A friend on facebook pled, “I beg everyone not to use #alllivesmatter.”
If someone else had asked me not to use the hashtag, someone hateful—who didn’t believe that all lives did matter—the request would have been easy to dismiss. But because it was from a friend I trust, a wife and mother who worries about the safety of her husband and son because they walk around in brown skin, I couldn’t not pause to listen.
And I heard why #alllivesmatter stings in the ears of a lot of people I love.
Historically, “All” Hasn’t Meant “All”
Pale Americans like me want desperately to believe that “all” means “all” when we read, in our nation’s charter document: “We hold these truths to be self-evident, that all men are created equal, that they are endowed by their Creator with certain unalienable Rights, that among these are Life, Liberty and the pursuit of Happiness…”
It’s who we want to be.
So a lot of us have been willing to attribute to our founding fathers the very best of intentions. We generously reason that they probably meant well. And that times were different “back then.”
But when the Declaration of Independence was signed, “all” didn’t mean “all” and was never intended to mean “all.”
“All” didn’t include women. “All” didn’t mean the native people referenced later in the document as “merciless Indian Savages.” “All” didn’t mean African people enslaved on plantations. “All” excluded countless demographics of people who weren’t land-owning white males.
In America, “all” has never meant “all.”
Right Now, #AllLivesMatter is Dismissive
If our nation’s conscience had been pricked to confess that we’ve not honored all lives as being equal before August 9, 2014—when Mike Brown was shot and killed in Ferguson, Missouri—I would be the first in line to use the hash tag.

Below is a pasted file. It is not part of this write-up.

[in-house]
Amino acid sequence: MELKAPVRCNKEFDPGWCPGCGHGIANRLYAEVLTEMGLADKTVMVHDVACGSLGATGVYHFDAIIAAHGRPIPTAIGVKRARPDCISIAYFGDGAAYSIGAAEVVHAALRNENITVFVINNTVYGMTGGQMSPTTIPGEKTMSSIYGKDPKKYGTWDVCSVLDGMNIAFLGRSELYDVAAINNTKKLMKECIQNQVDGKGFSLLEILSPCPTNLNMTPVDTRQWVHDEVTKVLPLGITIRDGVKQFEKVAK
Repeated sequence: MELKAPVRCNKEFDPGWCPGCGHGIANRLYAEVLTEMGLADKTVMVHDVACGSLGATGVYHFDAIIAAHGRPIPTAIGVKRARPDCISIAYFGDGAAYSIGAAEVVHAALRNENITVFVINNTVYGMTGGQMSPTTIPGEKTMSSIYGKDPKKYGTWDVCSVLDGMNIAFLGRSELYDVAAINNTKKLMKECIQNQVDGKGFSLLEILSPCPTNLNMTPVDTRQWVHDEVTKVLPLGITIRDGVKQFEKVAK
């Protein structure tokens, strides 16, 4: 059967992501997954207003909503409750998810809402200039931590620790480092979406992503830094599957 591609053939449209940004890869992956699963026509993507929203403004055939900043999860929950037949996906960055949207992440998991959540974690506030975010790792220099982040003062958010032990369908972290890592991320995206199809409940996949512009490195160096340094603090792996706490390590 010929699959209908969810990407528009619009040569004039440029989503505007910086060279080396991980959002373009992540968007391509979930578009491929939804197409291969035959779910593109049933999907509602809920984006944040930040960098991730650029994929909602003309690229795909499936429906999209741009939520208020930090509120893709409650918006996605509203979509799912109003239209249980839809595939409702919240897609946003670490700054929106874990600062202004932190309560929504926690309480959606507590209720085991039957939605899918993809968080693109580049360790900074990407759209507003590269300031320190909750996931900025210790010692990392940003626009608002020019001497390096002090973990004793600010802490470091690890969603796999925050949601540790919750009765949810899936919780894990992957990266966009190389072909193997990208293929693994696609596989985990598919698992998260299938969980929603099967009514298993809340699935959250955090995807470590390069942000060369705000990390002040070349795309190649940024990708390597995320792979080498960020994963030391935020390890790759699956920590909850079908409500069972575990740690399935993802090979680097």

If, prior to the Black Lives Matter movement, our nation wanted to confess our sin of dragging men, women and children across the Atlantic in chains, and own up to murdering people who thrived on this land before Europeans stole it, and admit to dehumanizing people many are trying to keep out of the land today, I’d be all in.
And if, in response to that theoretical usage, we’d sought to rectify the centuries of discrepancies—in classrooms and courtrooms, in police cars and in prisons—then #alllivesmatter might have more traction, more grip, than it does today.
But the because the hashtag arose only in response to #blacklivesmatter, it doesn’t mean what it might have five years ago. More often, in its popular usage, it’s perceived as minimizing the message that black lives matter. Even if that’s not the user’s intention. Because #alllivesmatter emerged on the heels of #blacklivesmatter—used by many, but not all, as a “corrective” to the clear call for needed systematic reform—it is heard as dismissive.
Moving Forward, #AllLivesMatter Requires Little of Us
Because it is vague, and not specific, #alllivesmatter requires little of me. I can agree, which I do, and do nothing in response. Specificity, however, has potential for real traction.
Because if I’m willing to agree that black lives matter—or native lives, or immigrant lives, or Muslim lives, or the lives of people with disabilities, or the lives of people who are transgender, or the lives of folks who are materially poor—in a society where these lives have been systematically oppressed, then I’m obliged to respond.
There’s a cost to specificity.
If black lives matter, then…
If native lives matter, then…
If Muslim lives matter, then…
Then…we need to do something differently than we’re doing right now. If black lives really matter, then its time for hearts to change and systems to change.
And there’s the risk of any hashtag: that our big-mouth convictions on social media won’t move us to action. And action is what we need right now.
My friend whose husband and son are black needs action now.
My activist friend who regularly uses #alllivesmatter and actually does work, daily, on behalf of vulnerable lives needs action now.
I need action now.
If all lives really do matter.